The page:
This special issue uses a broad definition of social media to refer to any application or technology through which users participate in, create, and share media resources and practices with other users by means of digital networking” (Reinhardt, 2019), which can include blogs, social networking sites, virtual worlds (e.g., Second Life and virtual reality platforms), collaborative project platforms (e.g., Wikipedia), content communities (e.g., YouTube), affinity spaces (e.g., Reddit, Discord, and fan fiction), and online games (e.g., Minecraft, World of Warcraft). While this definition is broad, this special issue focuses on the integration of “authentic” social media environments–those not created or used exclusively for language learning purposes–into curricula and students’ digital practices through bridging activities (Thorne & Reinhardt, 2008), language learners-as-ethnographers (Roberts et al., 2001), or other approaches that attempt to scaffold learners’ understanding of and participation in complex linguistic environments. Through the use of “real-life language, the active engagement in authentic material, the participation in communities in the target language, and boundary crossing” (Miller et al., 2019, p. 551), the social media pathway connects language learners with the target language communities in extensive ways, while always working towards increased knowledge of and/or participation within those communities.

Themes of relevance to social media and target-language communities include, but are not limited to:

  • Innovative approaches to using social media to increase language learners’ access to and participation within target language communities.
  • Effective ways of developing social media literacy for participatory culture in both virtual and face-to-face target language communities.
  • Bridging students’ in-class and out-of-class digital literacy practices to increase language learners’ social and cultural interaction with target language speakers and communities in authentic ways.
  • Developing pragmatic awareness in diverse social media contexts.
  • Integrating social media literacy learner training and teacher training into pre-service and in-service teacher preparation programs.

This special issue invites full-length (no more than 7,000 words, all-inclusive) articles, with preference given to empirical studies. Authors are strongly encouraged to contextualize their contribution within appropriate theoretical and developmental frameworks.

 

Submission deadline for abstracts is October 3, 2022.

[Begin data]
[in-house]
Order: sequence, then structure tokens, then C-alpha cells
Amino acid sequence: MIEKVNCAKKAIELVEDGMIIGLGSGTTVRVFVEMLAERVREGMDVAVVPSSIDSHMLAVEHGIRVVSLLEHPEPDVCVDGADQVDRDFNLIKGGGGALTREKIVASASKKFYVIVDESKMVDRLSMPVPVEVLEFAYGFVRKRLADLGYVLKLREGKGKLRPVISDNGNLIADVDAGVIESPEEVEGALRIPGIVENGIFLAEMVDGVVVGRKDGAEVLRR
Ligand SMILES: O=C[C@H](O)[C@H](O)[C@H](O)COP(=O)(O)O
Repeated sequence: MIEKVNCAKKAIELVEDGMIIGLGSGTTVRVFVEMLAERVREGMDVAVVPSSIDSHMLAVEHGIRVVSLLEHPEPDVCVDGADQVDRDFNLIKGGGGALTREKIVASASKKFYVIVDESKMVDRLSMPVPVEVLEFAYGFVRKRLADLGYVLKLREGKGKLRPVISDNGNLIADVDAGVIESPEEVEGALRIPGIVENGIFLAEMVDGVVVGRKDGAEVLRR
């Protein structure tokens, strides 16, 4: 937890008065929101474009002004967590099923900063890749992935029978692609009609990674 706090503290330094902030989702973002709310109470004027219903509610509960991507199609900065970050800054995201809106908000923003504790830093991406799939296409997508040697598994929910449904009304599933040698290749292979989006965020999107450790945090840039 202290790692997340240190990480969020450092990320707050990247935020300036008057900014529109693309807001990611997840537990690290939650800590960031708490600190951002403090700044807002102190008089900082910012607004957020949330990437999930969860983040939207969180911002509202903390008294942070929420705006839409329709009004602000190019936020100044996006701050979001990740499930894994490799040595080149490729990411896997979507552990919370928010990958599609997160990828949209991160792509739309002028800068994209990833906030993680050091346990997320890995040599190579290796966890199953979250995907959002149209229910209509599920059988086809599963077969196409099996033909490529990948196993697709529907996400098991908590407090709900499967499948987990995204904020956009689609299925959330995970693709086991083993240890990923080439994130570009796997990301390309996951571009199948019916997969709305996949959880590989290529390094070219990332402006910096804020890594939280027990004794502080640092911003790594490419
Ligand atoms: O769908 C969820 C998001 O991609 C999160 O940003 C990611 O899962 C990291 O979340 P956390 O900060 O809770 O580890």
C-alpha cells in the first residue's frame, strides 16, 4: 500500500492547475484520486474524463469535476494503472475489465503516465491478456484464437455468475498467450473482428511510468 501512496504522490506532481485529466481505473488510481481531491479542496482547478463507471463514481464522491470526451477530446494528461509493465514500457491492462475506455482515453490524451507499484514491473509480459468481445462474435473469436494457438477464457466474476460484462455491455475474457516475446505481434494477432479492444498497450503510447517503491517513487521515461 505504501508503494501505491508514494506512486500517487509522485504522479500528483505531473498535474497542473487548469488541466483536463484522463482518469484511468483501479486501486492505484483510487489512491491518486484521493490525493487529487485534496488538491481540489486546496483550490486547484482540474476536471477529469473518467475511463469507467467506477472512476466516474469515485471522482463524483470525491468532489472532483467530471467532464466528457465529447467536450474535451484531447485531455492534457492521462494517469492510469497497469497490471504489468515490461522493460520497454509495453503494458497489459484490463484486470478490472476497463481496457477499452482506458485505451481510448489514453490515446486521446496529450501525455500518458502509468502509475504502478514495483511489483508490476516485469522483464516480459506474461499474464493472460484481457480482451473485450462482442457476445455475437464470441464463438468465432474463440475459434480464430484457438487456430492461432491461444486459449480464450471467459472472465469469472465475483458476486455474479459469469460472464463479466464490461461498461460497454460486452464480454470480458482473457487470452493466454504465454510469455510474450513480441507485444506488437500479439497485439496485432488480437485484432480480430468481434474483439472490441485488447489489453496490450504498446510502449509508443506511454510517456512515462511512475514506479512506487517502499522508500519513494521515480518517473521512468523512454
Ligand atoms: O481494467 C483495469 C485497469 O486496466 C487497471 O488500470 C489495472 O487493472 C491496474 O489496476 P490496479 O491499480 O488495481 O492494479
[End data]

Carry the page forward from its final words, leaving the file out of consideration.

• October 3, 2022: Submit an initial proposal of no more than 750 words to the guest editors.
  • Abstracts should be submitted via email (Word or PDF format only) to both co-editors: Ellen Yeh (eyeh@colum.edu) and Nicholas Swinehart (nswinehart@uchicago.edu).
  • If authors have any questions or queries, please contact the guest editors at the email addresses above.
  • October 17, 2022: Notifications for inviting full manuscripts
  • February 1, 2023: Full-length manuscripts due; must comply with CALICO’s formatting guidelines
  • August 15, 2023: Full-length final draft of manuscripts due
  • February, 2024: Special Issue publication

Special Issue to be published in February of 2024. Please note that abstract acceptance does not guarantee publication of the submitted manuscript. All manuscripts will be subject to a double-blind peer review process. Please send questions about the volume to co-editors Ellen Yeh (eyeh@colum.edu) and Nicholas Swinehart (nswinehart@uchicago.edu).

 

References

Godwin-Jones, R. (2016). Integrating technology into study abroad. Language Learning & Technology, 20(1), 1-20. http://dx.doi.org/10125/44439

Lomicka, L., & Ducate, L. (2021). Using technology, reflection, and noticing to promote intercultural learning during short-term study abroad. Computer Assisted Language Learning, 34(1/2), 35–65. https://doi.org/10.1080/09588221.2019.1640746

Miller, A. M., Morgan, W. J., & Koronkiewicz, B. (2019). Like or Tweet: Analysis of the use of Facebook and Twitter in the language classroom. TechTrends: Linking Research & Practice to Improve Learning, 63(5), 550–558. https://doi.org/10.1007/s11528-018-0341-2

Reinhardt, J. (2019). Social media in second and foreign language teaching and learning: Blogs, wikis, and social networking. Language Teaching, 52(1), 1–39. https://doi.org/10.1017/S0261444818000356

Roberts, C., Byram., M, Barro, A., Jordan, S., & Street, B. (2001). Language Learners as Ethnographers. Multilingual Matters.

Sykes, J. M. (2018). Interlanguage pragmatics, curricular innovation, and digital technologies. CALICO Journal, 35(2), 120–141. https://doi.org/10.1558/cj.36175

Sykes, J. M. (2019). Emergent digital discourses: What can we learn from hashtags and digital games to expand learners’ second language repertoire? Annual Review of Applied Linguistics, 39, 128–145. https://doi.org/10.1017/S0267190519000138